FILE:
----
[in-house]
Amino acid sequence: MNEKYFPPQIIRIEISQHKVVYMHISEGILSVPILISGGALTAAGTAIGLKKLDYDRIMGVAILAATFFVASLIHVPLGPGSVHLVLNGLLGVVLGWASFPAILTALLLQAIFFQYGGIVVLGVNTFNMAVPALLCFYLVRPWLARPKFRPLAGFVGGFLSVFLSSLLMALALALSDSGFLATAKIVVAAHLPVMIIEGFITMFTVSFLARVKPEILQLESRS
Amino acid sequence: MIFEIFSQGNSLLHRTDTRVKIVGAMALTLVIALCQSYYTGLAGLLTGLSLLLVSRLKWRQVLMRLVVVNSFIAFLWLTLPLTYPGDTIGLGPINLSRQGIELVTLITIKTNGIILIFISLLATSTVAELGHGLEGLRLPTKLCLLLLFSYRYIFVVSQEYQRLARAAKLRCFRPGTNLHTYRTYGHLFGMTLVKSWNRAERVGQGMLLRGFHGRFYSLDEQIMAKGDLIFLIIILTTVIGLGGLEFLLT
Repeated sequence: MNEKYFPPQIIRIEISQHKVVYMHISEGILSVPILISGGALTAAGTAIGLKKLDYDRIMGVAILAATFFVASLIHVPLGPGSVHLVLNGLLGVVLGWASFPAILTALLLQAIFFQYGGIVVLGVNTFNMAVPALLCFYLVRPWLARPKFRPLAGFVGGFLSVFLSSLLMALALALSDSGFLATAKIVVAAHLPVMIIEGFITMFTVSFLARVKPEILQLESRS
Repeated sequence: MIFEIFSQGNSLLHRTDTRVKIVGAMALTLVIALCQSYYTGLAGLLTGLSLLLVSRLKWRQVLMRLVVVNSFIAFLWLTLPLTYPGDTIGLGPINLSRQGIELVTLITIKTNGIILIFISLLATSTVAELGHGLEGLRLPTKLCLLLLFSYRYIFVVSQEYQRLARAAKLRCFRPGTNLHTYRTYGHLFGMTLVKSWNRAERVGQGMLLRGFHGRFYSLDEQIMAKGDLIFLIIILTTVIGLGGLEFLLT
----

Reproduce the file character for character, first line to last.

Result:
[in-house]
Amino acid sequence: MNEKYFPPQIIRIEISQHKVVYMHISEGILSVPILISGGALTAAGTAIGLKKLDYDRIMGVAILAATFFVASLIHVPLGPGSVHLVLNGLLGVVLGWASFPAILTALLLQAIFFQYGGIVVLGVNTFNMAVPALLCFYLVRPWLARPKFRPLAGFVGGFLSVFLSSLLMALALALSDSGFLATAKIVVAAHLPVMIIEGFITMFTVSFLARVKPEILQLESRS
Amino acid sequence: MIFEIFSQGNSLLHRTDTRVKIVGAMALTLVIALCQSYYTGLAGLLTGLSLLLVSRLKWRQVLMRLVVVNSFIAFLWLTLPLTYPGDTIGLGPINLSRQGIELVTLITIKTNGIILIFISLLATSTVAELGHGLEGLRLPTKLCLLLLFSYRYIFVVSQEYQRLARAAKLRCFRPGTNLHTYRTYGHLFGMTLVKSWNRAERVGQGMLLRGFHGRFYSLDEQIMAKGDLIFLIIILTTVIGLGGLEFLLT
Repeated sequence: MNEKYFPPQIIRIEISQHKVVYMHISEGILSVPILISGGALTAAGTAIGLKKLDYDRIMGVAILAATFFVASLIHVPLGPGSVHLVLNGLLGVVLGWASFPAILTALLLQAIFFQYGGIVVLGVNTFNMAVPALLCFYLVRPWLARPKFRPLAGFVGGFLSVFLSSLLMALALALSDSGFLATAKIVVAAHLPVMIIEGFITMFTVSFLARVKPEILQLESRS
Repeated sequence: MIFEIFSQGNSLLHRTDTRVKIVGAMALTLVIALCQSYYTGLAGLLTGLSLLLVSRLKWRQVLMRLVVVNSFIAFLWLTLPLTYPGDTIGLGPINLSRQGIELVTLITIKTNGIILIFISLLATSTVAELGHGLEGLRLPTKLCLLLLFSYRYIFVVSQEYQRLARAAKLRCFRPGTNLHTYRTYGHLFGMTLVKSWNRAERVGQGMLLRGFHGRFYSLDEQIMAKGDLIFLIIILTTVIGLGGLEFLLT